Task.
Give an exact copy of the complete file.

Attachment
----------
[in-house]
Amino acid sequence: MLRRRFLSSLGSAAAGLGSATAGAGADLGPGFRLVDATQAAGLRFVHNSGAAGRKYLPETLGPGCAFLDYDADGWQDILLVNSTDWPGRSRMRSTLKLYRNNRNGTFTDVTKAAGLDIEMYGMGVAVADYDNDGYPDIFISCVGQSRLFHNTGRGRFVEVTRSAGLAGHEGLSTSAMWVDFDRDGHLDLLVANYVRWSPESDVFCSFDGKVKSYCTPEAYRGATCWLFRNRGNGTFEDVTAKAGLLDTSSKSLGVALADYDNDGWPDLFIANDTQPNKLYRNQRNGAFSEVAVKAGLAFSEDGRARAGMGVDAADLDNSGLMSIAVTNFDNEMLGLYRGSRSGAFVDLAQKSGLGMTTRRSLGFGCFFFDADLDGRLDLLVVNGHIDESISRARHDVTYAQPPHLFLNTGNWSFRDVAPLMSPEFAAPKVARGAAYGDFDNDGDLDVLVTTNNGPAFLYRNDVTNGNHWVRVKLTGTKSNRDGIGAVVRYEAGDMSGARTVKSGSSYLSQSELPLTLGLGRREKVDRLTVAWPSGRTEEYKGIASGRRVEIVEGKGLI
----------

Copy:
[in-house]
Amino acid sequence: MLRRRFLSSLGSAAAGLGSATAGAGADLGPGFRLVDATQAAGLRFVHNSGAAGRKYLPETLGPGCAFLDYDADGWQDILLVNSTDWPGRSRMRSTLKLYRNNRNGTFTDVTKAAGLDIEMYGMGVAVADYDNDGYPDIFISCVGQSRLFHNTGRGRFVEVTRSAGLAGHEGLSTSAMWVDFDRDGHLDLLVANYVRWSPESDVFCSFDGKVKSYCTPEAYRGATCWLFRNRGNGTFEDVTAKAGLLDTSSKSLGVALADYDNDGWPDLFIANDTQPNKLYRNQRNGAFSEVAVKAGLAFSEDGRARAGMGVDAADLDNSGLMSIAVTNFDNEMLGLYRGSRSGAFVDLAQKSGLGMTTRRSLGFGCFFFDADLDGRLDLLVVNGHIDESISRARHDVTYAQPPHLFLNTGNWSFRDVAPLMSPEFAAPKVARGAAYGDFDNDGDLDVLVTTNNGPAFLYRNDVTNGNHWVRVKLTGTKSNRDGIGAVVRYEAGDMSGARTVKSGSSYLSQSELPLTLGLGRREKVDRLTVAWPSGRTEEYKGIASGRRVEIVEGKGLI